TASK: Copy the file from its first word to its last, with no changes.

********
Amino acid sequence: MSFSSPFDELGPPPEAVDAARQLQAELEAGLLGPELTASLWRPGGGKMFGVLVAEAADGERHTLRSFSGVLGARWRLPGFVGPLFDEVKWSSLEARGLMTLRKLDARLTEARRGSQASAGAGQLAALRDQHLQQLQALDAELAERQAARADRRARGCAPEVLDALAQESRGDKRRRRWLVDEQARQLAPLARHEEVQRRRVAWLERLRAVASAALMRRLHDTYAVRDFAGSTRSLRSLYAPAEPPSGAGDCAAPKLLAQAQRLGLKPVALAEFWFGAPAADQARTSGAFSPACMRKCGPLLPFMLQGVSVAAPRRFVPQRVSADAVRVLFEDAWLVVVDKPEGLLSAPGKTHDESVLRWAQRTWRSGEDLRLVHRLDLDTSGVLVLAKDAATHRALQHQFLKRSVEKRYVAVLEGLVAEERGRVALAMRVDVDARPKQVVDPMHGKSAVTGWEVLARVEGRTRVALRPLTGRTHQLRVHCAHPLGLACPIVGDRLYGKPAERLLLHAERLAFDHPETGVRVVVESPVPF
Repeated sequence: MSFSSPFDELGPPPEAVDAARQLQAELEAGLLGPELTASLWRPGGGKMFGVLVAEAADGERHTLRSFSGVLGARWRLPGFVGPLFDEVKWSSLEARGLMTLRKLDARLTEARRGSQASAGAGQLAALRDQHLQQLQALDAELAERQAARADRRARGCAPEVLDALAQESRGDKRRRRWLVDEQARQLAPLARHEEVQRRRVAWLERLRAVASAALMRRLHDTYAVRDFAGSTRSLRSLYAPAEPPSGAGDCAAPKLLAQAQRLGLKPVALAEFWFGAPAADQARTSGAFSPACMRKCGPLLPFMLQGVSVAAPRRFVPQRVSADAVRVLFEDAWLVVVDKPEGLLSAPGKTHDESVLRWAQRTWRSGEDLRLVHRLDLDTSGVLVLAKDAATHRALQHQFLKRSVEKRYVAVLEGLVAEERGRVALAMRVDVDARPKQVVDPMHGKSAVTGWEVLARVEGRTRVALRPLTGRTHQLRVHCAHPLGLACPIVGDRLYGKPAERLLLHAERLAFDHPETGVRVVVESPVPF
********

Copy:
Amino acid sequence: MSFSSPFDELGPPPEAVDAARQLQAELEAGLLGPELTASLWRPGGGKMFGVLVAEAADGERHTLRSFSGVLGARWRLPGFVGPLFDEVKWSSLEARGLMTLRKLDARLTEARRGSQASAGAGQLAALRDQHLQQLQALDAELAERQAARADRRARGCAPEVLDALAQESRGDKRRRRWLVDEQARQLAPLARHEEVQRRRVAWLERLRAVASAALMRRLHDTYAVRDFAGSTRSLRSLYAPAEPPSGAGDCAAPKLLAQAQRLGLKPVALAEFWFGAPAADQARTSGAFSPACMRKCGPLLPFMLQGVSVAAPRRFVPQRVSADAVRVLFEDAWLVVVDKPEGLLSAPGKTHDESVLRWAQRTWRSGEDLRLVHRLDLDTSGVLVLAKDAATHRALQHQFLKRSVEKRYVAVLEGLVAEERGRVALAMRVDVDARPKQVVDPMHGKSAVTGWEVLARVEGRTRVALRPLTGRTHQLRVHCAHPLGLACPIVGDRLYGKPAERLLLHAERLAFDHPETGVRVVVESPVPF
Repeated sequence: MSFSSPFDELGPPPEAVDAARQLQAELEAGLLGPELTASLWRPGGGKMFGVLVAEAADGERHTLRSFSGVLGARWRLPGFVGPLFDEVKWSSLEARGLMTLRKLDARLTEARRGSQASAGAGQLAALRDQHLQQLQALDAELAERQAARADRRARGCAPEVLDALAQESRGDKRRRRWLVDEQARQLAPLARHEEVQRRRVAWLERLRAVASAALMRRLHDTYAVRDFAGSTRSLRSLYAPAEPPSGAGDCAAPKLLAQAQRLGLKPVALAEFWFGAPAADQARTSGAFSPACMRKCGPLLPFMLQGVSVAAPRRFVPQRVSADAVRVLFEDAWLVVVDKPEGLLSAPGKTHDESVLRWAQRTWRSGEDLRLVHRLDLDTSGVLVLAKDAATHRALQHQFLKRSVEKRYVAVLEGLVAEERGRVALAMRVDVDARPKQVVDPMHGKSAVTGWEVLARVEGRTRVALRPLTGRTHQLRVHCAHPLGLACPIVGDRLYGKPAERLLLHAERLAFDHPETGVRVVVESPVPF